Solar eclipses, like the one crossing the United States on August 21, have long been rare opportunities for scientists to explore phenomena that are usually obscured by the Sun’s brightness. For example, the solar corona, the glowing aura of plasma that surrounds the Sun, is easily viewed even with the naked eye during an eclipse, and such events have long been an ideal chance to study the corona in detail. As another example of fundamental importance, the May 29, 1919 solar eclipse that passed over South America and Africa was used to test a prediction of Einstein’s then-unproven general theory of relativity. Einstein predicted that starlight passing close to the Sun would be deflected by the Sun’s gravitational field by a very precise amount; typically, though, that starlight is impossible to see in the Sun’s brightness. Astronomer and physicist Sir Arthur Eddington traveled to the island of Principe off the coast of Africa for the eclipse, and his photographs verified Einstein’s prediction and played a key role in the acceptance of the general theory of relativity.
Though eclipses are most famous for the lack of light present in the sky, some physicists have used eclipses to study the nature of the light that remains. The physics of light propagation and scattering in the atmosphere can be quite complicated, and the darkness of an eclipse can provide an opportunity to see subtle effects that are normally hidden.
The history of such experiments arguably goes back to observations of the famous Dr. Edmund Halley (yes, the one the comet is named after) of the solar eclipse that occurred on May 3, 1715 over England. Realizing that such an event was a rare opportunity for science at the time, Halley undertook what can only be considered a very early effort at citizen science, enlisting the general public in making timing measurements. As he described in a paper to the Royal Society:
The Novelty of the thing being likely to excite a general Curiosity, and having found, by comparing what had been formerly observed of Solar Eclipses, that the whole Shadow would fall upon England, I thought it a very proper Opportunity to get the Dimensions of the Shade ascertained by Observation; and accordingly I caused a small Map of England, describing the Track and Bounds thereof, to be dispersed all over the Kingdom, with a Request to the Curious to observe what they could about it, but more especially to note the Time of Continuance of total Darkness, as requiring no other Instrument than a Pendulum Clock with which most Persons are furnish’d, and as being determinable with the utmost Exactness, by reason of the momentaneous Occultation and Emersion of the luminous Edge of the Sun, whose least part makes Day. Nor has this Advertisement failed of the desired Effect, for the Heavens having proved generally favourable, we have received from so many Places so good Accounts, that they fully answer all our Expectations, and are sufficient to establish several of the Elements of the Calculus of Eclipses, so as for the future we may more securely rely on our Predictions; though it must be granted, that in this our Astronomy has lost no Credit.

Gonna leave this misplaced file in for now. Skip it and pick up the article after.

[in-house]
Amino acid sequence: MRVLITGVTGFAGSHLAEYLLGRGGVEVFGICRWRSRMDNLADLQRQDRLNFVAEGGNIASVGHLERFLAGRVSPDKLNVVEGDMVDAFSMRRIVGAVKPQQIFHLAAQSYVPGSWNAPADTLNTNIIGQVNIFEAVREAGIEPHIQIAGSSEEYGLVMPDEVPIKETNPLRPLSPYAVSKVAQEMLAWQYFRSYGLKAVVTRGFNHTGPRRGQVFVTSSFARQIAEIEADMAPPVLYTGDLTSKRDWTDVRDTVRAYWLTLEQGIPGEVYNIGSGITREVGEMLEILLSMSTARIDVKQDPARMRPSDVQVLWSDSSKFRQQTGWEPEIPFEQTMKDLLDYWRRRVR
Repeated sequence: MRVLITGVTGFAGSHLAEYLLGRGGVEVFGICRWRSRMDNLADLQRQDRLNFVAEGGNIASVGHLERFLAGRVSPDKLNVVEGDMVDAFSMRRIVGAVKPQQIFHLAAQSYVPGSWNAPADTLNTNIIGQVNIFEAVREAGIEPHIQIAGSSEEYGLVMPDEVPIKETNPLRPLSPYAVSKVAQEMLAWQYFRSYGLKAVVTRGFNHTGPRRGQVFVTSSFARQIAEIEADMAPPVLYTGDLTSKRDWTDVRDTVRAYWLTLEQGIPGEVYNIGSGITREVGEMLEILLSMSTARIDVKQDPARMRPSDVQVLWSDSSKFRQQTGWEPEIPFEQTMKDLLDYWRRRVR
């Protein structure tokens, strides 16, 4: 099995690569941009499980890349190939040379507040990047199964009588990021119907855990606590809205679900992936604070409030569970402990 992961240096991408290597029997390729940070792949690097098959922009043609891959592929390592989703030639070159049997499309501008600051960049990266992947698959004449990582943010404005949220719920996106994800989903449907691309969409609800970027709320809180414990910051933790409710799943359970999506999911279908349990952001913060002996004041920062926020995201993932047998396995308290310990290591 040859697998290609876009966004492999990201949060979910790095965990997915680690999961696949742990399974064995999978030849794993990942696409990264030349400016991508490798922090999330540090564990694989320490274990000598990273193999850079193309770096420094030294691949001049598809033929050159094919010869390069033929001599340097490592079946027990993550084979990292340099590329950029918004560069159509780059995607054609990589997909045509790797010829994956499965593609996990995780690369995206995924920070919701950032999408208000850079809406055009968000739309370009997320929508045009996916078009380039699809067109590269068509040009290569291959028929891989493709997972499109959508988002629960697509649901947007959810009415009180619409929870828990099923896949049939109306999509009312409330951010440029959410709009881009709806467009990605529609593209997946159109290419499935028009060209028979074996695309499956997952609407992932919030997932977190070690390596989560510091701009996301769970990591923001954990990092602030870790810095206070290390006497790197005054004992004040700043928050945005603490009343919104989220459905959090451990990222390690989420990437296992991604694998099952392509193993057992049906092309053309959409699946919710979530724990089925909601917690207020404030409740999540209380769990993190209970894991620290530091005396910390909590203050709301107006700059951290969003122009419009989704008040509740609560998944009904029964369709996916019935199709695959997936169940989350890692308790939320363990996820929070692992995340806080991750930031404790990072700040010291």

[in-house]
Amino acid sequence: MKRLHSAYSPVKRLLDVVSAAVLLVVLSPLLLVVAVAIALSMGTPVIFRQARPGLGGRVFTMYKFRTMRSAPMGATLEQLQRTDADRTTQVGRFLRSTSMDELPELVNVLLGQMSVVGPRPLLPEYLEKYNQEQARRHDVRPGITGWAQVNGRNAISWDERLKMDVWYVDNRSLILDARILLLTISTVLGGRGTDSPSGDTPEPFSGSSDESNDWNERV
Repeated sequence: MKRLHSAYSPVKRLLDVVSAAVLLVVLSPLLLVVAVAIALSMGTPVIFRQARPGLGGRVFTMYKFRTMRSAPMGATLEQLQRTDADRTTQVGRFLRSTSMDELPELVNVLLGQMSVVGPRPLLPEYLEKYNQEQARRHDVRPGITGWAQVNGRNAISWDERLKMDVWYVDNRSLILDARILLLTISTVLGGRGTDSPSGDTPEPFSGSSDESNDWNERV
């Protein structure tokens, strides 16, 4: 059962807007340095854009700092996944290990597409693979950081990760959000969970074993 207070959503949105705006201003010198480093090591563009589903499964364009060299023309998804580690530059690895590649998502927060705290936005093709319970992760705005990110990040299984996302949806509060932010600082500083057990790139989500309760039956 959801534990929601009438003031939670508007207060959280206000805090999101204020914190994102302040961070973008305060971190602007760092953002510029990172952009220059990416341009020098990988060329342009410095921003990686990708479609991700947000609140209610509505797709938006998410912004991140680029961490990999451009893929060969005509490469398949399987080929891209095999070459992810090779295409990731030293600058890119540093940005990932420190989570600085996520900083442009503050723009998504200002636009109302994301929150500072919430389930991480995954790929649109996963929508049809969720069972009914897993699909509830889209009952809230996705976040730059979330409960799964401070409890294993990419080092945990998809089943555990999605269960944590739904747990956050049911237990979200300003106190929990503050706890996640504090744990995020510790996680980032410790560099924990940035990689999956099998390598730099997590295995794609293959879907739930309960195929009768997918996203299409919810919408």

One of the striking observations that Halley made, from the House of the Royal Society, was that the color of the sky changes during an eclipse:
From this time the Eclipse advanced, and by Nine of the Clock was about Ten Digits, when the Face and Colour of the Sky began to change from perfect serene azure blew, to a more dusky livid Colour having an eye of Purple intermixt, and grew darker and darker till the total Immersion of the Sun….
But was the color of the sky truly changing, or was it an illusion created by changing lighting conditions and the quirks of the human eye? The famed optical scientist Lord Rayleigh made some limited measurements of the spectrum, or color, of skylight during an eclipse in 1927, but it was not until the 1960s that a number of research groups attempted to make quantitative measurements to verify exactly how much color change occurs. One experiment was done during the eclipse of the July 20, 1963, by Sharp, Lloyd, and Silverman. From an observation site in Hermon, Maine, they made measurements of the spectrum of the sky before and during the eclipse. They indeed found that the spectrum of the skylight shifts towards blue, thus appearing more purple to the human eye, as Halley observed.
But why does the color change? It is well known, thanks to the aforementioned Lord Rayleigh, that the daytime sky is blue because of sunlight scattering off molecules in the atmosphere. One can show through straightforward calculations that blue light is scattered more strongly than red. During ordinary days, most of the light gets scattered once in the journey from the Sun to the eye. During an eclipse, however, one can also see light that has been scattered multiple times before reaching the eye, and each scattering event is more favorable to blue light, pushing the overall spectrum to blue. Thus the purple appearance of the sky during an eclipse is due to different light scattering processes becoming more significant.